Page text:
"Anybody that knows Lacy knows that she has the smallest, tiniest, sweetest voice and I swear I heard her talking to me," Don recalled.

And by the time Lacy and Don’s father left the hospital, after being on the brink of death, Don said his vitals had become stable.

"To me, that’s the power of human touch and that’s the power of somebody being around you that loves you," Don added.

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And after the 24th day since being put into a medically induced coma, Don was finally able to slowly wake up. Don would spend a total of 63 days in the hospital dealing with physical therapy and getting his body back to normal, working order.

While Don was in his coma, Lacy had the tough task of deciding whether or not to allow doctors to perform a tracheotomy on him in order to help him breathe. So when Don woke up, he could not speak, which was doubly frustrating for him because he wanted nothing more than to speak to the nursing staff, as well as his wife.

Don in the hospital. (Don Gillmer)

"So, you can’t see, you can’t talk to communicate, you can’t hear and you can’t move," Don said. "You know, you wonder, what is really happening? Is this something else? Did I pass? There’s limitless things that goes through your mind."

Don slowly regained his strength and was finally able to breathe on his own, so doctors decided it was time to move him to another room within the same facility that would allow him to meet with physical therapists and start on his road to recovery.

He was even able to check social media for the first time in a long time and was overwhelmed by the support he was receiving from friends and family.

"So I was able to do some video calls with people and calling them, they could hear my voice, or finally opening up social media and just see the crazy amount of love that I got," Don said, holding back tears. "From just people that loved me, it was overwhelming, it really was."

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What surprised Don the most was the physical pain he was in and how weak he had become. He lost a total of 45 pounds and even had some nerve damage on the left side of his body, which impacted his ability to play the drums. And despite his occasional visits with his physical therapists, Don was alone for the most part due to COVID-19 protocols, and the weeks spent away from his wife were starting to take a toll.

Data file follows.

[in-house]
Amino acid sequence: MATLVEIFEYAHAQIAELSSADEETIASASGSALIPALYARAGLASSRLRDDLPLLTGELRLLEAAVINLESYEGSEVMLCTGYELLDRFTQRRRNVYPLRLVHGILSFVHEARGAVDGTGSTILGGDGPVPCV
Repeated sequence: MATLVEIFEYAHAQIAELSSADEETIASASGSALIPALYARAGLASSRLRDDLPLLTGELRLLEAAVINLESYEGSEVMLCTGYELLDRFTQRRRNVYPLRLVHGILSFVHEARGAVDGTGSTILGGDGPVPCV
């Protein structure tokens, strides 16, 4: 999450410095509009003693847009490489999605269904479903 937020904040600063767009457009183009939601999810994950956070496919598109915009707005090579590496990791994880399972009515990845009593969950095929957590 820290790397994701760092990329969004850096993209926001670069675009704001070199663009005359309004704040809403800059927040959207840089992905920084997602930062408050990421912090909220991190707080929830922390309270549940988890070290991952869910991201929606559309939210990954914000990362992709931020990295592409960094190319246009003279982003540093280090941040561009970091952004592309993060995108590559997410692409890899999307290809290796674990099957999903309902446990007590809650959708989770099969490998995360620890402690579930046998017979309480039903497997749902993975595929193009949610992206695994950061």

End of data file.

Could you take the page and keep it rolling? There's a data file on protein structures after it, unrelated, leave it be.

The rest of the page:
"I’m still actually dealing with some nerve damage, in my rotator cuff area and I’m a drummer," Don said. "So this has been a problem. And I’m an engineer, so typing, all these things that I love, video games. So, suddenly, so much has been taken away from me and I’ve never been a ‘Woe is me’ person, but when you’re there alone at night you start kind of getting down on yourself sometimes. But luckily Lacy was always there for me to call and wake up, or if she was even asleep. Most of the time she wasn’t because she was just worried about me."

And even though Don could call Lacy whenever he needed her, the loneliness of being in a hospital room was an aspect he never thought would take such a toll on his mental and physical health, even saying it was akin to being a scared child once again searching for their mom or dad.

"One of the biggest things about my stay is the isolation," Don said. "I’ve always been a fairly positive person, but man, not seeing your loved ones and there’s only so much digitally that you can do."

"There’s just nothing like being in the room with somebody that really cares about you. And people don’t realize how loud a ventilator is. It’s ridiculously loud and on top of all the other beeping and all the other machines and the changing your food that’s being tubed into you, it’s ridiculous," Don said.

After some additional progress with his physical therapies, doctors told Don that he could finally have visitors in his room, and of course, Lacy was already on her way to see him.

"I remember just staring out my hospital door, just waiting for her to run in there and I could hear her little legs carrying her as fast as possible down the hallway and she poked her head in and there’s nothing to explain that feeling after that many days," Don said with a smile. "It was amazing to hear her and see her in the flesh, finally. And get to touch her and begin our journey together, getting to where we are today."